The Brotherhood have also penetrated the boards of several professional syndicates including the lawyers, doctors and engineers - the largest professional bodies in the country (Reuters, 13 January 1994). The Muslim Brotherhood sees union politics as one of the few venues through which it can participate openly in political life, and in which some kind of peripheral dialogue with the government can be maintained (Civil Society, May 1993). However the government has introduced legislation aimed at weakening Brotherhood influence in the professional syndicates and unions (Civil Society, March 1993). In the words of Amani Kandil, professor of political science at the National Centre for Social Research in an interview with Reuters news agency:

The Islamists dominate the associations because they have provided many services. An association is not a political party. It provides services and protection for its members. The Doctors Association, for example, offers members subsidised medical services, helps them buy flats, cars and household goods in instalments and provides financial support for families in case of illness or death. The government thinks that if it opens the door to a large number of voters the Islamists will lose the elections, the Islamists say they will win because those who benefited from their services will vote for them. I tend to support this view (Reuters, 13 January 1994).


Militant Islamists are organized within disparate groups. Made up of tiny cells of fundamentalist extremists, they are united in the conviction that the use of force to push Egyptian society towards Islamic rule is a religious duty (New York Times, 14 March 1993).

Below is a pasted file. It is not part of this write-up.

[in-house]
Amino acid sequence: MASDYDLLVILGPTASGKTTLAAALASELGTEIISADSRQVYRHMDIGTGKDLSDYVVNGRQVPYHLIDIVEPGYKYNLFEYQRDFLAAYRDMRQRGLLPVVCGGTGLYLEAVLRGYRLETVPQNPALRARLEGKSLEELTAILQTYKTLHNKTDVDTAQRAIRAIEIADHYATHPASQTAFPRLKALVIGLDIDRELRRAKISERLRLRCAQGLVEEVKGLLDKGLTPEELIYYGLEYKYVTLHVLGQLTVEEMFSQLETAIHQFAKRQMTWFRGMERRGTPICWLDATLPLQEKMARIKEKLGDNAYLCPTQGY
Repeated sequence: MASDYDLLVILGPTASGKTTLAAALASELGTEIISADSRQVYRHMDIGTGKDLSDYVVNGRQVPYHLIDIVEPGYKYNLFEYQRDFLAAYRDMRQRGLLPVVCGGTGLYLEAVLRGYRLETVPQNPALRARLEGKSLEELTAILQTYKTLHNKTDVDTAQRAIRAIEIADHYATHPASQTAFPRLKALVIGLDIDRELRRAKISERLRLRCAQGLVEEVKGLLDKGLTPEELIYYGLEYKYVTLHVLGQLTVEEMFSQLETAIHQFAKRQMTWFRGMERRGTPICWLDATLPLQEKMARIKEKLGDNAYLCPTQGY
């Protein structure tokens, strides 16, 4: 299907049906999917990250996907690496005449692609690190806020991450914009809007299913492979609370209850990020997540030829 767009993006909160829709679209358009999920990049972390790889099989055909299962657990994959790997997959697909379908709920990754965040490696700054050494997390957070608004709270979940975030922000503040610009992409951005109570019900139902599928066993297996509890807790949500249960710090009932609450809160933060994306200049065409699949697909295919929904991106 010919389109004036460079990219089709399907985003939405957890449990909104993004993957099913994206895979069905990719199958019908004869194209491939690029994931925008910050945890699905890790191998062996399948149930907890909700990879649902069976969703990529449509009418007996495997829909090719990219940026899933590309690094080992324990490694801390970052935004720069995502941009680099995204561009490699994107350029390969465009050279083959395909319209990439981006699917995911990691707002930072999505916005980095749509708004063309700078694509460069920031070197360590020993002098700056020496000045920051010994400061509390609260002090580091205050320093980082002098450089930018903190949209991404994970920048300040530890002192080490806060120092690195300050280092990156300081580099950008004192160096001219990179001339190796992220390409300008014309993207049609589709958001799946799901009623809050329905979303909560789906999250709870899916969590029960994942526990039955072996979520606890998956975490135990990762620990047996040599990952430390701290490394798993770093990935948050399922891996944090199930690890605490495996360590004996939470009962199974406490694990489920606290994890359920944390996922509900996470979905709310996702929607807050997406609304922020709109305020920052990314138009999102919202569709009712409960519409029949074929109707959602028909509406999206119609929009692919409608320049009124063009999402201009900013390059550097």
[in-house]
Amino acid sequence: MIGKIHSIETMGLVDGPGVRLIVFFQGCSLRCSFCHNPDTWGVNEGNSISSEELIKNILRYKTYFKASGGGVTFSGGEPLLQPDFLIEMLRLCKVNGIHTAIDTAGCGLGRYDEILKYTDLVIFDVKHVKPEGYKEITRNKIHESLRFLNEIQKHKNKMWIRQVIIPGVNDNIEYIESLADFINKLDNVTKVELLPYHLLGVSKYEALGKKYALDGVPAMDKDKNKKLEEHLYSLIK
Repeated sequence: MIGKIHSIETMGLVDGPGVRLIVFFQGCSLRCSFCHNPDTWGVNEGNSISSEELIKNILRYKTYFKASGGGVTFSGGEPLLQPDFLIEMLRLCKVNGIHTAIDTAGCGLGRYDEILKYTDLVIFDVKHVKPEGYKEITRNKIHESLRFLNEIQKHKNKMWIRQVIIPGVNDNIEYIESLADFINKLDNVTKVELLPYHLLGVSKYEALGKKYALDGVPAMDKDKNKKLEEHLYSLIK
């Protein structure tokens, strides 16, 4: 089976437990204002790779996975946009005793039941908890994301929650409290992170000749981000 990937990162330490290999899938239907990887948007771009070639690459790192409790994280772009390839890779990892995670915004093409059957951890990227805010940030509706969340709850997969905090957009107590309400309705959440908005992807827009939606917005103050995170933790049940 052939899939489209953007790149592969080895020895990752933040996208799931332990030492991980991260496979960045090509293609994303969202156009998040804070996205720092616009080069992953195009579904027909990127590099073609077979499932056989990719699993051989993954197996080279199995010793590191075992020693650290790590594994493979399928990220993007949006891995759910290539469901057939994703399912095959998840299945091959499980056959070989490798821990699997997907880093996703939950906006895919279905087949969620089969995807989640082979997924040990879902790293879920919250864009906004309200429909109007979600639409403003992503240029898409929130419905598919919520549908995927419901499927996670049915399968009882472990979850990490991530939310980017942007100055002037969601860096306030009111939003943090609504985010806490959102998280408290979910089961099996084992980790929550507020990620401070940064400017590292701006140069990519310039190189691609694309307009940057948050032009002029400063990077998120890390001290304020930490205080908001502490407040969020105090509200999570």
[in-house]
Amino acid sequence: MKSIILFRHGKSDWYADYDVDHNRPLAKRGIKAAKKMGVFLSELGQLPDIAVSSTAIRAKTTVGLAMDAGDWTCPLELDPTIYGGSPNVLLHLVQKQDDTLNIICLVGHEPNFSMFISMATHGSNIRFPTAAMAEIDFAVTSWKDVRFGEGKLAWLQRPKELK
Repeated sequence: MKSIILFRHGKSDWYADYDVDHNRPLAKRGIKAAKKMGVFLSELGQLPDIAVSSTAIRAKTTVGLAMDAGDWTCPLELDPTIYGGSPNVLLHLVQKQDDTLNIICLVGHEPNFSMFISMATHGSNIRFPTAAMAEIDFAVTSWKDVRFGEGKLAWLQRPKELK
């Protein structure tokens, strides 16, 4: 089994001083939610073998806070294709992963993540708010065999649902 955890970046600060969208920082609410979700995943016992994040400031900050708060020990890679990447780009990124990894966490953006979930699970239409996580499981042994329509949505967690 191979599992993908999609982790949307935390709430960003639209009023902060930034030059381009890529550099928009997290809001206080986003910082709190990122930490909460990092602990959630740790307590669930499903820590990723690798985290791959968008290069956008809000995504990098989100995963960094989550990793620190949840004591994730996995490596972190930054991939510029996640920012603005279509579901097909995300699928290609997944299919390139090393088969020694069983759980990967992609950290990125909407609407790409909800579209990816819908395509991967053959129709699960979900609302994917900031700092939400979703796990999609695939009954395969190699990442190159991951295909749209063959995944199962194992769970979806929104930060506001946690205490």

This belief has been elaborated by Esposito:

Since the legitimacy of Muslim governments is based on Islamic law, militants believed that Egypt's failure to implement the law rendered their country an "atheist state" against which all true Muslims were duty-bound to wage jihad (holy war). Jihad against all unbelievers is a religious duty; militants have reinterpreted Islamic beliefs, maintaining that true believers are obliged to fight those Muslims who do not share their total commitment (...) Compromise was regarded as collaboration with the enemies of God (Esposito, 1992, 135-136).

Whatever their ideological vision the militants are giving new expression to endemic socio-economic frustrations. There is massive unemployment among university and college graduates; many of the Gama'a al-Islamiya's emirs (commanders) are drawn from their ranks. The poorer cities in Upper and Middle Egypt, for example Assiut, also furnish a disproportionate number of followers (The Guardian, 24 April 1993).

The government controlled press also acknowledges economic factors in the rise of militant Islam. An article published by the semi-official Al-Ahram newspaper stated that it is among the young unemployed that the appeal of the militants is strongest. The article went on to say:

an ailing infrastructure and a poor service sector have also given Islamist militants the chance to present themselves as alternatives to the government, going as far as offering several services themselves thereby widening their support base (Al-Ahram Weekly, 18 - 24 November 1993).

But the government is also keen to blame the rise of militant Islam on outside factors. Interviewed by Akhbar Al-Yawm President Mubarak said that foreign quarters with serious domestic problems were exporting terrorism to Egypt to divert attention from their own troubles. He added that the Islamic militants were not really Islamists but a group of mercenaries who belonged to whoever paid them (Akhbar Al-Yawm, 11 December 1993). In an interview with the Financial Times President Mubarak stated: "These people were in Afghanistan. They were earning a lot of money under the Mujahedeen (...) they are persuaded by the Iranians and mainly the Iranians, who are giving them small amounts of money, to destabilise the regime (...) most of them returned from Afghanistan to Iran where they were briefed on how to make problems, then to Sudan. From Sudan via Libya they are coming here" (Financial Times, 22 April). Independent political observers have also cited the probability of their training in Afghanistan. Said al-Din Ibrahim, President of the Ibn Khaldoun Centre for Development Studies, remarked when interviewed by the BBC: